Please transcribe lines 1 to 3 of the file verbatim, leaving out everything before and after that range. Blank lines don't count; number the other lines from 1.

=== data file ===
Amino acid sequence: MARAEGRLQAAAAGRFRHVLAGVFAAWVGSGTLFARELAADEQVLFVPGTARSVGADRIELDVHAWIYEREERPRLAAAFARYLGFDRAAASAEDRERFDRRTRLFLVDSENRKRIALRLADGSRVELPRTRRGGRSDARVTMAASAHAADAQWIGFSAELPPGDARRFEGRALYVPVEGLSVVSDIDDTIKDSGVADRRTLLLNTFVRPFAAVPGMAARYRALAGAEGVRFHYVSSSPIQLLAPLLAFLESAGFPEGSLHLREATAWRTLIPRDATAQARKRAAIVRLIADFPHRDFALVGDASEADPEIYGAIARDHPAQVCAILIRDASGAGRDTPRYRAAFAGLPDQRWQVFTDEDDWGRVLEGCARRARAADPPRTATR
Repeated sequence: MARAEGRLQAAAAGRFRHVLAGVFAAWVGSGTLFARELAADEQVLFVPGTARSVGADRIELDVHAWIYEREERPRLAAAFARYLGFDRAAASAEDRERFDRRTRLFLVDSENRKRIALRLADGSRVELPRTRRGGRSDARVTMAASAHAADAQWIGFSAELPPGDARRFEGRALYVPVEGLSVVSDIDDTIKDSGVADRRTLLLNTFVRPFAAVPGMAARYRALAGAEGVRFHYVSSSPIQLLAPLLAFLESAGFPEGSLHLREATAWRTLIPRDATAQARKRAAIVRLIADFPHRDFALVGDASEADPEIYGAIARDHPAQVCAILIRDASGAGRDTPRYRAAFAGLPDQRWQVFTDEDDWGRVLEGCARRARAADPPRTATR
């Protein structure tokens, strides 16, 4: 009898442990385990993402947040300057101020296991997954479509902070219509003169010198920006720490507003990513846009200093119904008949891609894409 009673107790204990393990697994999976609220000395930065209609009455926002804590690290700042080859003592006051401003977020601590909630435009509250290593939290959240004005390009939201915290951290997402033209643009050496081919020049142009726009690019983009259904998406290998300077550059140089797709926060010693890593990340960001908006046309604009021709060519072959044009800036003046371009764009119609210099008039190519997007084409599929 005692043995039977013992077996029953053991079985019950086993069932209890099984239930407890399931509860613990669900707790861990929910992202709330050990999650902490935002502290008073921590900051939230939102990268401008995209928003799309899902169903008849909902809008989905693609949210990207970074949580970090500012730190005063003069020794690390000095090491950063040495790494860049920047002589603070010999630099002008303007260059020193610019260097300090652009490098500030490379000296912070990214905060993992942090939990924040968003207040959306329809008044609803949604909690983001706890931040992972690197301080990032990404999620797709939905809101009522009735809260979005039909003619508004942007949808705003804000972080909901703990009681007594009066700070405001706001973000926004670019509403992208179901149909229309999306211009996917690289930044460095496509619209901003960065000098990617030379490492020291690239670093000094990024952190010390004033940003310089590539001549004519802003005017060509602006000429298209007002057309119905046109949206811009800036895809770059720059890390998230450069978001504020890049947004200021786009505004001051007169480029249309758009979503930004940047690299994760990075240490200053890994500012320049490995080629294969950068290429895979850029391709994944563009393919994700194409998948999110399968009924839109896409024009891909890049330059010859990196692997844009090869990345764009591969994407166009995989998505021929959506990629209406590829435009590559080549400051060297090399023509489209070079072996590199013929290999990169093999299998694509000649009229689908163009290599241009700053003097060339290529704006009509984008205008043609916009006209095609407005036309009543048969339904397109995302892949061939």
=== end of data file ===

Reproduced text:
Amino acid sequence: MARAEGRLQAAAAGRFRHVLAGVFAAWVGSGTLFARELAADEQVLFVPGTARSVGADRIELDVHAWIYEREERPRLAAAFARYLGFDRAAASAEDRERFDRRTRLFLVDSENRKRIALRLADGSRVELPRTRRGGRSDARVTMAASAHAADAQWIGFSAELPPGDARRFEGRALYVPVEGLSVVSDIDDTIKDSGVADRRTLLLNTFVRPFAAVPGMAARYRALAGAEGVRFHYVSSSPIQLLAPLLAFLESAGFPEGSLHLREATAWRTLIPRDATAQARKRAAIVRLIADFPHRDFALVGDASEADPEIYGAIARDHPAQVCAILIRDASGAGRDTPRYRAAFAGLPDQRWQVFTDEDDWGRVLEGCARRARAADPPRTATR
Repeated sequence: MARAEGRLQAAAAGRFRHVLAGVFAAWVGSGTLFARELAADEQVLFVPGTARSVGADRIELDVHAWIYEREERPRLAAAFARYLGFDRAAASAEDRERFDRRTRLFLVDSENRKRIALRLADGSRVELPRTRRGGRSDARVTMAASAHAADAQWIGFSAELPPGDARRFEGRALYVPVEGLSVVSDIDDTIKDSGVADRRTLLLNTFVRPFAAVPGMAARYRALAGAEGVRFHYVSSSPIQLLAPLLAFLESAGFPEGSLHLREATAWRTLIPRDATAQARKRAAIVRLIADFPHRDFALVGDASEADPEIYGAIARDHPAQVCAILIRDASGAGRDTPRYRAAFAGLPDQRWQVFTDEDDWGRVLEGCARRARAADPPRTATR
């Protein structure tokens, strides 16, 4: 009898442990385990993402947040300057101020296991997954479509902070219509003169010198920006720490507003990513846009200093119904008949891609894409 009673107790204990393990697994999976609220000395930065209609009455926002804590690290700042080859003592006051401003977020601590909630435009509250290593939290959240004005390009939201915290951290997402033209643009050496081919020049142009726009690019983009259904998406290998300077550059140089797709926060010693890593990340960001908006046309604009021709060519072959044009800036003046371009764009119609210099008039190519997007084409599929 005692043995039977013992077996029953053991079985019950086993069932209890099984239930407890399931509860613990669900707790861990929910992202709330050990999650902490935002502290008073921590900051939230939102990268401008995209928003799309899902169903008849909902809008989905693609949210990207970074949580970090500012730190005063003069020794690390000095090491950063040495790494860049920047002589603070010999630099002008303007260059020193610019260097300090652009490098500030490379000296912070990214905060993992942090939990924040968003207040959306329809008044609803949604909690983001706890931040992972690197301080990032990404999620797709939905809101009522009735809260979005039909003619508004942007949808705003804000972080909901703990009681007594009066700070405001706001973000926004670019509403992208179901149909229309999306211009996917690289930044460095496509619209901003960065000098990617030379490492020291690239670093000094990024952190010390004033940003310089590539001549004519802003005017060509602006000429298209007002057309119905046109949206811009800036895809770059720059890390998230450069978001504020890049947004200021786009505004001051007169480029249309758009979503930004940047690299994760990075240490200053890994500012320049490995080629294969950068290429895979850029391709994944563009393919994700194409998948999110399968009924839109896409024009891909890049330059010859990196692997844009090869990345764009591969994407166009995989998505021929959506990629209406590829435009590559080549400051060297090399023509489209070079072996590199013929290999990169093999299998694509000649009229689908163009290599241009700053003097060339290529704006009509984008205008043609916009006209095609407005036309009543048969339904397109995302892949061939």